Barbara: Thank you again and welcome Courtney for coming back and speaking with us and giving us an update. So much has happened this year with COVID-19. So, I can imagine that an agency like the Occupational Safety and Health Act Agencies, both federal and state have had a lot to do in this area. So, one of the first questions I wanted to ask you is about COVID-19. It’s a virus and it’s not what we typically think of as a traditional safety hazard in the workplace. So why is it, you know, remind us, why is OSHA concerned about COVID 19?


Courtney: Well, and by the way, I really sincerely hope by the next time we talk, we’ll talk about something other than COVID. We’ll be passed this pandemic. I’m hoping. So, keep the masks, the hand sanitizer. Those of you choose to get vaccinated, please do so we can find something else, but that’s where we are. I will tell you in disclosure, I really don’t think of it as much as a workplace hazard as a public health crisis. And it’s something that’s spread both in the workplace and communally and worldwide. So that’s just my personal opinion. I’d put that out there to say that this is something that’s really more under the domain of CDC, health departments and those types of institutions. Now the FDA and working with the vaccines. And so, I don’t see OSHA as having as strong a role in this, possibly it does, but OSHA does take a role in this and to the extent that we’re spreading the virus at work, then I do think there is a potentially limited role, but I emphasize the limited. OSHA has enforced some standards, and it increasingly, into this winter, has enforce standards like the personal protective equipment standard, respiratory standard, record keeping standards, and even what’s called the general duty clause, the catch all. And so, OSHA in States that have their own OSHA programs are enforcing those. So yes, there is spread in the workplace much like there is communally. The tough thing for employers is figuring out, what’s the difference? Is it spread at the workplace? is it’s spread communally? How do you know? And so, I do think that if employers take responsible steps, like places of public accommodation and other establishments. Then I think if they do the right thing, then I think they’ve done what they need to do. But in terms of extra enforcement and extra attention in the workplace, I don’t know that that’s a good fit for where we are.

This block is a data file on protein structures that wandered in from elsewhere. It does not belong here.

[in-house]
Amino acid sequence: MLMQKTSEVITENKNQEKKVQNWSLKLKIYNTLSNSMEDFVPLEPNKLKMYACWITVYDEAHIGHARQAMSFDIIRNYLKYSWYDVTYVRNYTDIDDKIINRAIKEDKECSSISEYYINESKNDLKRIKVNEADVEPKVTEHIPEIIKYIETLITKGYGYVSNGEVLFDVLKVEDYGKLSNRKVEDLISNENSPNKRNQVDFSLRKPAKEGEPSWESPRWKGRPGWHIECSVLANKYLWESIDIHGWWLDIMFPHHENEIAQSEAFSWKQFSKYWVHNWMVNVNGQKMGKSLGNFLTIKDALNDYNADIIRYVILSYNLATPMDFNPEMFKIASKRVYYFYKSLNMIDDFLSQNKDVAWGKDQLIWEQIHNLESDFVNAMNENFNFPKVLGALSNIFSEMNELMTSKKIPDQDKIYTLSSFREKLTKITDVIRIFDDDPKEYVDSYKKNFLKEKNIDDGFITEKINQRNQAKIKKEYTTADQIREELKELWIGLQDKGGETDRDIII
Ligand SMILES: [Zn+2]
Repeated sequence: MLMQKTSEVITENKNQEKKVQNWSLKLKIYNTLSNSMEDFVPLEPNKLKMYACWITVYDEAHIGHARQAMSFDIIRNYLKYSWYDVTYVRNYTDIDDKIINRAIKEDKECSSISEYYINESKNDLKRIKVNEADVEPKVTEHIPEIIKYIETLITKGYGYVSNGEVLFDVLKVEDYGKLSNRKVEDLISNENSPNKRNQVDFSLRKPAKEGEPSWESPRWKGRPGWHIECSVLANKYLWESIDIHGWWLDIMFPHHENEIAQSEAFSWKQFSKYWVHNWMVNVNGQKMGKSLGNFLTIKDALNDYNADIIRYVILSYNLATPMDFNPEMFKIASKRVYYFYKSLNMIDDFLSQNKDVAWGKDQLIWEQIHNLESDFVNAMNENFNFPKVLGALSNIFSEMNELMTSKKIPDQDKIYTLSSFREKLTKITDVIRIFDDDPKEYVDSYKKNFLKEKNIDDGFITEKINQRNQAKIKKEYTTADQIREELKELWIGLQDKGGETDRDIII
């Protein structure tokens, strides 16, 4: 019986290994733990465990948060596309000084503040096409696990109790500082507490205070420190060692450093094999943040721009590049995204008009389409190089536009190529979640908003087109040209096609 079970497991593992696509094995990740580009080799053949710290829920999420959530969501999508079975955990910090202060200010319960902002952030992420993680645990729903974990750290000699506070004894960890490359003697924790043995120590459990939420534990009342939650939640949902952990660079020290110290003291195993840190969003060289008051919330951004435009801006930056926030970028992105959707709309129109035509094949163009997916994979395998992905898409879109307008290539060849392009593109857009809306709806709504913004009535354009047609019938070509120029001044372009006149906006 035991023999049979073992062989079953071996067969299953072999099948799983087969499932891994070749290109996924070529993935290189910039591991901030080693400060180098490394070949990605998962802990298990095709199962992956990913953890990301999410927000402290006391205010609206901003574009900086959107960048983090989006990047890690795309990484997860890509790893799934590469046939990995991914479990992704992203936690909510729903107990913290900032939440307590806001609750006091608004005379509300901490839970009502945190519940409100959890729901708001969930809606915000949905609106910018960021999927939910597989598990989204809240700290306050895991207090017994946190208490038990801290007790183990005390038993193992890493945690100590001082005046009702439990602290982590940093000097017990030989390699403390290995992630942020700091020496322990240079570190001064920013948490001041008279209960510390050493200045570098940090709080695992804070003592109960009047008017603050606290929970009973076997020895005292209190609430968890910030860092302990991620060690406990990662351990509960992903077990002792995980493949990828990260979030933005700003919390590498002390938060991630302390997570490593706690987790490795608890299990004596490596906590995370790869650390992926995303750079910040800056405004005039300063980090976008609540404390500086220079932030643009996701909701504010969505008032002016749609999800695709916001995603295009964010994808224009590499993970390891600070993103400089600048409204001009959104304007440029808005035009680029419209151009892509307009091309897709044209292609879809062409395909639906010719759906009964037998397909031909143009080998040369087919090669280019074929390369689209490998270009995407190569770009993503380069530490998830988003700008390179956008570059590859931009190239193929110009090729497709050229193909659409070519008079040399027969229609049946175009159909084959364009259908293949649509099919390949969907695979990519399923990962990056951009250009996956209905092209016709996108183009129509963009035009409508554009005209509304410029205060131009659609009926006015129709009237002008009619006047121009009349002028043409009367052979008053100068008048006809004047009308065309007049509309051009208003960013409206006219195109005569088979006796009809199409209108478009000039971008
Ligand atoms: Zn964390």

Belinda: Interesting.


Barbara: Courtney, what regulatory changes are you seeing in OSHA?


Courtney: So, mentioned, and right now we’re talking mid-December, and so the current administration in charge of OSHA will be in place for about another five weeks. And so, it has responded with, again enforcement of existing standards that have been with us. And it is shown that by using those standards, it can use those as effective tools. I think there has been less use of what’s called the general duty clause, which is something that doesn’t fit under those standards that we have become familiar with over the years. And so, there’s some use of that but, and I noted this, the last time we spoke, there were States; Virginia was passing or had passed an emergency temporary standard specific to COVID. And since then, California has moved forward with one, Oregon, Michigan, even New Jersey has a standard, even though it doesn’t have its own OSHA program. So, some states have stepped up and done that. So, what will we see, I think once president-elect Biden lifts his hand from the Bible of the swearing in ceremony, shortly after we will see an emergency temporary center for OSHA nationally. And so, what provisions it will include, what States will kind of look to for guidance in which way it will go, we’ll see. But I think one of the first things we’ll see is an emergency temporary standard for COVID for OSHA. And then, for those 28 states that run their own OSHA regimes, they’re called state plan States. I do see OSHA pretty much kind of coming down on those states and saying, look, thou shalt have follow this standard. And you will have an emergency temporary standard for COVID whether you like it or not. And so, I think we’ll see that and I think we’ll see a whole lot more enforcement as well.